Sleep EEG pattern in childhood: from newborn through adolescent
Scientific Centre for Family Health and Human Reproduction Problems, Timiryazev Str., 16, 664003, Irkutsk, Russian Federation
Accepted: 7 December 2023
Published online: 20 December 2023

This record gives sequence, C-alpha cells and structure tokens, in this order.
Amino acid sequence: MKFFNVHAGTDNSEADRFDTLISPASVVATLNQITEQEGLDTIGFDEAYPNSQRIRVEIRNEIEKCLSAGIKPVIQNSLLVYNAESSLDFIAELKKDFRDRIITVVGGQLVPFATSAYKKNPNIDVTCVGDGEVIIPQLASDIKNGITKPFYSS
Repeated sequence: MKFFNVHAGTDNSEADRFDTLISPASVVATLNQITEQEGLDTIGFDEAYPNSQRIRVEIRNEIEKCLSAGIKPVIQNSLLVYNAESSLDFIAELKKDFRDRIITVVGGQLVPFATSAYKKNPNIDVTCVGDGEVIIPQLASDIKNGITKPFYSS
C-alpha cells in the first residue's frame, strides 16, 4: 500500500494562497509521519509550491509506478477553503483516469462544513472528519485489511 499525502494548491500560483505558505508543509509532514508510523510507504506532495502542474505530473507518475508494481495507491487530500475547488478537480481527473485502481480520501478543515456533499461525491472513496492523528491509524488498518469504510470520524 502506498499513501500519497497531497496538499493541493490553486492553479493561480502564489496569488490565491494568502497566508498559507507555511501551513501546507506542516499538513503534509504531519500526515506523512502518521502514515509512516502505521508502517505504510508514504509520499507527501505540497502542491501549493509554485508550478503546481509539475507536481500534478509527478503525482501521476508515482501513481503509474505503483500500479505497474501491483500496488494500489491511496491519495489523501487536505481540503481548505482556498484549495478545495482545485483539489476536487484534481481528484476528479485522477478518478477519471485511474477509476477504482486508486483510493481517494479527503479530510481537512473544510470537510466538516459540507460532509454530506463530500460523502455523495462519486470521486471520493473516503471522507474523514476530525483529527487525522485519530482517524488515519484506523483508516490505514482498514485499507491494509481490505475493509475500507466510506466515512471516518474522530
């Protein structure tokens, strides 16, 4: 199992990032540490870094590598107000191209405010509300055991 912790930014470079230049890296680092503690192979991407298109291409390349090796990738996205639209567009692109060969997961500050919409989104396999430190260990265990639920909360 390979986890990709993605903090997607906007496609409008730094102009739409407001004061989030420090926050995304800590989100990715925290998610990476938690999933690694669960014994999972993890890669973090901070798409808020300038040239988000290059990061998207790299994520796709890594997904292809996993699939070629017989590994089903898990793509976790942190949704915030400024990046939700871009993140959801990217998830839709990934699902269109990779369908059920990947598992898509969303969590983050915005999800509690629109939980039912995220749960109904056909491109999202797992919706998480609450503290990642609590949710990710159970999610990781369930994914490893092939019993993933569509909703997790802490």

Sleep is as important for good health as diet and exercise. It is particularly important for children and adolescents, as they need to grow and develop. Quality sleep is necessary to ensure the plasticity of the brain, growth and maturation, and development and improvement of mental abilities, to prevent some chronic diseases. Younger the child, the more is the time he sleeps. It is well known that each behavioral state, characterized by certain physiological parameters, electroencephalography (EEG) activity and phenomena, is changed across the life span. An advanced EEG monitoring can improve our understanding of the brain neuronal activity through studying the sleep patterns. In age-related neurophysiology, importance is attached to the formation and temporary changes in such EEG patterns such as slow-wave activity (SWA), sleep spindles (SSs), vertex waves (V-waves), K-complexes (KKs) and positive occipital sharp transients (POSTs). The features of the formation of bioelectrical activity during sleep and various sleep EEG pattern in newborns depending on the conceptual age and the further maturation of the sleep EEG as the child grows and develops are widely discussed. However, one of the main sleep EEG phenomena which occur in non-rapid eye movement (non-REM) sleep 2, associated with a wide range of brain functions, such as memory and neuroplasticity, general intelligence and cognitive performance, and undergo changes throughout life, are SSs. This review attempts to summarize the available literature data on the formation of the main EEG sleep patterns in childhood and adolescence, especially SSs, and also identifies some studies conducted at the our Scientific center on age-related neurophysiology and EEG sleep characteristics and their associations with some diseases in middle adolescence. Modern methods of sleep assessment and its EEG patterns are the next step in understanding the neurophysiological ontogenetic aspects of the sleep–wake cycle. All this will open up perspectives and «windows of opportunity» in predicting postnatal maturation, understanding the mechanisms of brain neuroplasticity and memory consolidation in sleep, which is one of the tasks of modern somnology and neurophysiology.
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